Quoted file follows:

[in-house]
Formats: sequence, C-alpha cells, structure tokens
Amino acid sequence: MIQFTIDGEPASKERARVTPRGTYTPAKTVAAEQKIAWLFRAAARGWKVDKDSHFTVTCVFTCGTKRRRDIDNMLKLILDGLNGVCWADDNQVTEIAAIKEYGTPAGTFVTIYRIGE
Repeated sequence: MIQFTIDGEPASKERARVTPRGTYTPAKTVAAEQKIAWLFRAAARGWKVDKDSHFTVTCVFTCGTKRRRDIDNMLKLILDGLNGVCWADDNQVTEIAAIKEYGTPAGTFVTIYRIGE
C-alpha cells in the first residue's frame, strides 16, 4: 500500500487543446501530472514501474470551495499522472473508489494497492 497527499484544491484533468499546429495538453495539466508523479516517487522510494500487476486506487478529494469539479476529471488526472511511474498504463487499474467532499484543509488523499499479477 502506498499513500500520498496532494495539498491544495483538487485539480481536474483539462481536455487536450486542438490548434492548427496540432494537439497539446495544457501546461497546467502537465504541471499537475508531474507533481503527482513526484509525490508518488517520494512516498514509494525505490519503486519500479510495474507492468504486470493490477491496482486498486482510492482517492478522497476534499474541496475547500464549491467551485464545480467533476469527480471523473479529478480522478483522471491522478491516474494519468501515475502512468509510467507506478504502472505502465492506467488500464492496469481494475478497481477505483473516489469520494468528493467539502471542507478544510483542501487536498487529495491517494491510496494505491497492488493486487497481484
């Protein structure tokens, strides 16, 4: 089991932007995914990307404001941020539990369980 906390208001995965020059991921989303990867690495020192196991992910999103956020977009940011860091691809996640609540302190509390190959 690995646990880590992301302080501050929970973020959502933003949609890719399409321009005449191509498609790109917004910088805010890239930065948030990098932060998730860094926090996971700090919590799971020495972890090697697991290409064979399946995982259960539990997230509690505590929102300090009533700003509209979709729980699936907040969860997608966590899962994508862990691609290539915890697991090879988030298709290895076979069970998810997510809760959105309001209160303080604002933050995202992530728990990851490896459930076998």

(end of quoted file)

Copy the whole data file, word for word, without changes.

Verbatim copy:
[in-house]
Formats: sequence, C-alpha cells, structure tokens
Amino acid sequence: MIQFTIDGEPASKERARVTPRGTYTPAKTVAAEQKIAWLFRAAARGWKVDKDSHFTVTCVFTCGTKRRRDIDNMLKLILDGLNGVCWADDNQVTEIAAIKEYGTPAGTFVTIYRIGE
Repeated sequence: MIQFTIDGEPASKERARVTPRGTYTPAKTVAAEQKIAWLFRAAARGWKVDKDSHFTVTCVFTCGTKRRRDIDNMLKLILDGLNGVCWADDNQVTEIAAIKEYGTPAGTFVTIYRIGE
C-alpha cells in the first residue's frame, strides 16, 4: 500500500487543446501530472514501474470551495499522472473508489494497492 497527499484544491484533468499546429495538453495539466508523479516517487522510494500487476486506487478529494469539479476529471488526472511511474498504463487499474467532499484543509488523499499479477 502506498499513500500520498496532494495539498491544495483538487485539480481536474483539462481536455487536450486542438490548434492548427496540432494537439497539446495544457501546461497546467502537465504541471499537475508531474507533481503527482513526484509525490508518488517520494512516498514509494525505490519503486519500479510495474507492468504486470493490477491496482486498486482510492482517492478522497476534499474541496475547500464549491467551485464545480467533476469527480471523473479529478480522478483522471491522478491516474494519468501515475502512468509510467507506478504502472505502465492506467488500464492496469481494475478497481477505483473516489469520494468528493467539502471542507478544510483542501487536498487529495491517494491510496494505491497492488493486487497481484
């Protein structure tokens, strides 16, 4: 089991932007995914990307404001941020539990369980 906390208001995965020059991921989303990867690495020192196991992910999103956020977009940011860091691809996640609540302190509390190959 690995646990880590992301302080501050929970973020959502933003949609890719399409321009005449191509498609790109917004910088805010890239930065948030990098932060998730860094926090996971700090919590799971020495972890090697697991290409064979399946995982259960539990997230509690505590929102300090009533700003509209979709729980699936907040969860997608966590899962994508862990691609290539915890697991090879988030298709290895076979069970998810997510809760959105309001209160303080604002933050995202992530728990990851490896459930076998």